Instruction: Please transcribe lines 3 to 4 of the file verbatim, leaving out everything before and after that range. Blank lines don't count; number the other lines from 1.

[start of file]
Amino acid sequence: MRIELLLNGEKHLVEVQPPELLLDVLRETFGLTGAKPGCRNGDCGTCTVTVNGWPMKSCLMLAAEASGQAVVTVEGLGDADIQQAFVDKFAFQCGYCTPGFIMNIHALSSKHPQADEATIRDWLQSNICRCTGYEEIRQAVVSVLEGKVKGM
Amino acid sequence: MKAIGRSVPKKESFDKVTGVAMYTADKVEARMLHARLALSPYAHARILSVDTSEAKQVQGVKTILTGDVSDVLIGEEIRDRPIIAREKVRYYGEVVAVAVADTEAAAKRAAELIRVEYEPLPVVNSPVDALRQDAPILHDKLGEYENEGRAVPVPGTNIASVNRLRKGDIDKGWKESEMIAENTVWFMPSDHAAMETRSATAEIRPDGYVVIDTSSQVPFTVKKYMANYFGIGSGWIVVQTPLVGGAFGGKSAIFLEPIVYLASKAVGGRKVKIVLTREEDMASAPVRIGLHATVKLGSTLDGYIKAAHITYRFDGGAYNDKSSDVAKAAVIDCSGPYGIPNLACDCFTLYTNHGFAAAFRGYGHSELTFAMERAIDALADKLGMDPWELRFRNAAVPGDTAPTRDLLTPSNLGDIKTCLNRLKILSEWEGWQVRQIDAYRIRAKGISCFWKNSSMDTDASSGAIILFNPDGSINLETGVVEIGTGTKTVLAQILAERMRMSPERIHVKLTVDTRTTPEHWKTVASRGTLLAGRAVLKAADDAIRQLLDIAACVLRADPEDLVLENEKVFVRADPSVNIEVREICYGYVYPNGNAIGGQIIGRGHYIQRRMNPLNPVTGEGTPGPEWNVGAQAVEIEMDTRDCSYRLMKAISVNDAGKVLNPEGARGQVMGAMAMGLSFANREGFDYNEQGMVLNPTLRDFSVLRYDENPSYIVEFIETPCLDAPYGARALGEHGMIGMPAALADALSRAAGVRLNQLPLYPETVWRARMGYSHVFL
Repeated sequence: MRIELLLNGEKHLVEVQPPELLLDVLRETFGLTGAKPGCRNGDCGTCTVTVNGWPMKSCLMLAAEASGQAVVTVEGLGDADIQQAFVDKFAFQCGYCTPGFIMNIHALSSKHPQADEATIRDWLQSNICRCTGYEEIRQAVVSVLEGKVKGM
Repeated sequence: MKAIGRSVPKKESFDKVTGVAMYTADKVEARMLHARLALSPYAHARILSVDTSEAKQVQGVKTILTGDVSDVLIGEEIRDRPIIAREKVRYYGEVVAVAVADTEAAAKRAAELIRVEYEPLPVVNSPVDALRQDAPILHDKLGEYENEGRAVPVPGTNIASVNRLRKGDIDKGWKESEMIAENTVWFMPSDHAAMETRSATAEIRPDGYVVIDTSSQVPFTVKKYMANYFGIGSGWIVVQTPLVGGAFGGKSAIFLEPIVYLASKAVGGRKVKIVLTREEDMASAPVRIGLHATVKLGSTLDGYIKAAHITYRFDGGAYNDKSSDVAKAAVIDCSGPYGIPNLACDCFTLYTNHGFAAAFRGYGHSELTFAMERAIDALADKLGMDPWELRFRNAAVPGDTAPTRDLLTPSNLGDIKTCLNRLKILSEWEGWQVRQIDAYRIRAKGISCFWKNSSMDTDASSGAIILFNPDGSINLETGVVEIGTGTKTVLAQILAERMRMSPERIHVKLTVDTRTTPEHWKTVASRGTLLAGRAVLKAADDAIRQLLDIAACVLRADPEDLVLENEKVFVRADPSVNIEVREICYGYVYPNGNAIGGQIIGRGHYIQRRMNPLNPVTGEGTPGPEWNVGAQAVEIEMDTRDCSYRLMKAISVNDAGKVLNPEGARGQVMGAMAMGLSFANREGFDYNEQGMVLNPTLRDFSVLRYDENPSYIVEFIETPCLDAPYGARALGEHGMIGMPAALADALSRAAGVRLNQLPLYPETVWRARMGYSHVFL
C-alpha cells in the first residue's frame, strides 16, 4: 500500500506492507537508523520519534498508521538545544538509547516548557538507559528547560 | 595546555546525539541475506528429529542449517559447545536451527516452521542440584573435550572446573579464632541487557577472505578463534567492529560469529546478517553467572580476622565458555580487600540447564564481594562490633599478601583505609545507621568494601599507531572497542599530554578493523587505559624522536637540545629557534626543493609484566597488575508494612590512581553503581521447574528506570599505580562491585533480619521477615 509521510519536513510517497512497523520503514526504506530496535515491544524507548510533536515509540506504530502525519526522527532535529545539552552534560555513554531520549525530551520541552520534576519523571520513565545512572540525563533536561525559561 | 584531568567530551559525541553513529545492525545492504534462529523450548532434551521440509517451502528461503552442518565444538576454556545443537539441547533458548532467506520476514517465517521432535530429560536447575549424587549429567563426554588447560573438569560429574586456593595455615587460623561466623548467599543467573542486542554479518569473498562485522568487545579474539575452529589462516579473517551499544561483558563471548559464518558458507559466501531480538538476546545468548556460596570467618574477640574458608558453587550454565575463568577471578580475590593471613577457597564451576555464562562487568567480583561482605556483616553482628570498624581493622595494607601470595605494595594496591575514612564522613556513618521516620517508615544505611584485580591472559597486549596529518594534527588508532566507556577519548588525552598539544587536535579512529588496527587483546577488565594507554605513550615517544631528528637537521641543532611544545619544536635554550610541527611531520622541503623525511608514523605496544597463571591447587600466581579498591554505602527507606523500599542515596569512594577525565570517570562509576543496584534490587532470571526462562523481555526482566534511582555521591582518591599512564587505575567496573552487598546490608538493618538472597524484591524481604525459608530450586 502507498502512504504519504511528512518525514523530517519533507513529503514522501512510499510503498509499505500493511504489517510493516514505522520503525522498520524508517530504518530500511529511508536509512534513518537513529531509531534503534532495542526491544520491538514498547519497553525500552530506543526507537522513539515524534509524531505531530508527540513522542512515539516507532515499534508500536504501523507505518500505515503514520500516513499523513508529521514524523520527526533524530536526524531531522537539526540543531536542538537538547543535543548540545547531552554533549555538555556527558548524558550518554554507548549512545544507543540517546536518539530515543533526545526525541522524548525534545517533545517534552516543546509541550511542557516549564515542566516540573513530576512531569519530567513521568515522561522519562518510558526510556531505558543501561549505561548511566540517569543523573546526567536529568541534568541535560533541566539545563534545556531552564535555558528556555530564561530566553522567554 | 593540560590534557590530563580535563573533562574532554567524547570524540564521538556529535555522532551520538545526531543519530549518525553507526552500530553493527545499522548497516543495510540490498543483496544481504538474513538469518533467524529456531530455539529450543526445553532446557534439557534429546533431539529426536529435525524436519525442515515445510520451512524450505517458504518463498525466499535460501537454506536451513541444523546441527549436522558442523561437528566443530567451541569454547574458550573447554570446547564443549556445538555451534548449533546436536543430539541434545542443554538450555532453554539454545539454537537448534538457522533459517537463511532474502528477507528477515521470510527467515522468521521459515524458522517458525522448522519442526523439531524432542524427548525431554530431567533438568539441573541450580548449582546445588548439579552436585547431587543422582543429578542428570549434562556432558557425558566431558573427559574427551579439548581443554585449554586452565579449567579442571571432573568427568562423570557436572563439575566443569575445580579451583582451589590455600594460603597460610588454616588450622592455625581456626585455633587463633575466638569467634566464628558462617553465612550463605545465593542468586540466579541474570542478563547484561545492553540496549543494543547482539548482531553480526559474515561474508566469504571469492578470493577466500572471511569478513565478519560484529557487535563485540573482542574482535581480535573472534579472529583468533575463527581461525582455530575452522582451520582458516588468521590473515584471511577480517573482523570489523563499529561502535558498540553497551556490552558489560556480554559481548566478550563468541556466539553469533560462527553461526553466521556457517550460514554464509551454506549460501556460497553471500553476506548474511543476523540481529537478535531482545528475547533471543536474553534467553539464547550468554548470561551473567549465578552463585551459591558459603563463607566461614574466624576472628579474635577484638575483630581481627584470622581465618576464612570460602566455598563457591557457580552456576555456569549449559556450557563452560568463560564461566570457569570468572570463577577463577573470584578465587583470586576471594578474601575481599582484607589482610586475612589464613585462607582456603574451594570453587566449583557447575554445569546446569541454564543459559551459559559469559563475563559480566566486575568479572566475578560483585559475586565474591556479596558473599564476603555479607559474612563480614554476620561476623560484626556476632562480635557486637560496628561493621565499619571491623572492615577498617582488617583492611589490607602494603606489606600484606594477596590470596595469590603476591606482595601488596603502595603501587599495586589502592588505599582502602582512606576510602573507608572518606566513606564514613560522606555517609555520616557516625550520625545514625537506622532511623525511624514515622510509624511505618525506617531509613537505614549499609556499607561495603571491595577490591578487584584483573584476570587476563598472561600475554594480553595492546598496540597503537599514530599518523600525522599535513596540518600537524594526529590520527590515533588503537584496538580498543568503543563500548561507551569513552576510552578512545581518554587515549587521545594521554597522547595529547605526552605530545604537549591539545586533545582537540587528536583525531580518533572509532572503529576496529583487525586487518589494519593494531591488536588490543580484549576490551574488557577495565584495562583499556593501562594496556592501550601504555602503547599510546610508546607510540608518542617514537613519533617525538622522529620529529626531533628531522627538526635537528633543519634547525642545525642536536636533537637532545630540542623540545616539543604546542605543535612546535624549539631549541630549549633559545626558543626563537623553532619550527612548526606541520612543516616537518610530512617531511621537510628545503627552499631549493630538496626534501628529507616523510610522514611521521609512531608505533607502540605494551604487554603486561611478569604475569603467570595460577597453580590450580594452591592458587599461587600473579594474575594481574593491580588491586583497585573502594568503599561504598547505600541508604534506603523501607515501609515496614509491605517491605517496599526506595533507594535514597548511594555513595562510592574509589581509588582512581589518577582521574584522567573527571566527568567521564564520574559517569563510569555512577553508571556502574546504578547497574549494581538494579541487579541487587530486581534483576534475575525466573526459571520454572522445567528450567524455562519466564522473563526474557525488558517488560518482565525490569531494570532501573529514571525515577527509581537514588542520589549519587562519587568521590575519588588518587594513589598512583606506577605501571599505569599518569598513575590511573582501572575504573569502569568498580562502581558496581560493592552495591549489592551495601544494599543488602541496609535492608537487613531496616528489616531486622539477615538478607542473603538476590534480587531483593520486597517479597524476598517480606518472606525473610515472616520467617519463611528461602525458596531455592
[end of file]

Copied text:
Repeated sequence: MRIELLLNGEKHLVEVQPPELLLDVLRETFGLTGAKPGCRNGDCGTCTVTVNGWPMKSCLMLAAEASGQAVVTVEGLGDADIQQAFVDKFAFQCGYCTPGFIMNIHALSSKHPQADEATIRDWLQSNICRCTGYEEIRQAVVSVLEGKVKGM
Repeated sequence: MKAIGRSVPKKESFDKVTGVAMYTADKVEARMLHARLALSPYAHARILSVDTSEAKQVQGVKTILTGDVSDVLIGEEIRDRPIIAREKVRYYGEVVAVAVADTEAAAKRAAELIRVEYEPLPVVNSPVDALRQDAPILHDKLGEYENEGRAVPVPGTNIASVNRLRKGDIDKGWKESEMIAENTVWFMPSDHAAMETRSATAEIRPDGYVVIDTSSQVPFTVKKYMANYFGIGSGWIVVQTPLVGGAFGGKSAIFLEPIVYLASKAVGGRKVKIVLTREEDMASAPVRIGLHATVKLGSTLDGYIKAAHITYRFDGGAYNDKSSDVAKAAVIDCSGPYGIPNLACDCFTLYTNHGFAAAFRGYGHSELTFAMERAIDALADKLGMDPWELRFRNAAVPGDTAPTRDLLTPSNLGDIKTCLNRLKILSEWEGWQVRQIDAYRIRAKGISCFWKNSSMDTDASSGAIILFNPDGSINLETGVVEIGTGTKTVLAQILAERMRMSPERIHVKLTVDTRTTPEHWKTVASRGTLLAGRAVLKAADDAIRQLLDIAACVLRADPEDLVLENEKVFVRADPSVNIEVREICYGYVYPNGNAIGGQIIGRGHYIQRRMNPLNPVTGEGTPGPEWNVGAQAVEIEMDTRDCSYRLMKAISVNDAGKVLNPEGARGQVMGAMAMGLSFANREGFDYNEQGMVLNPTLRDFSVLRYDENPSYIVEFIETPCLDAPYGARALGEHGMIGMPAALADALSRAAGVRLNQLPLYPETVWRARMGYSHVFL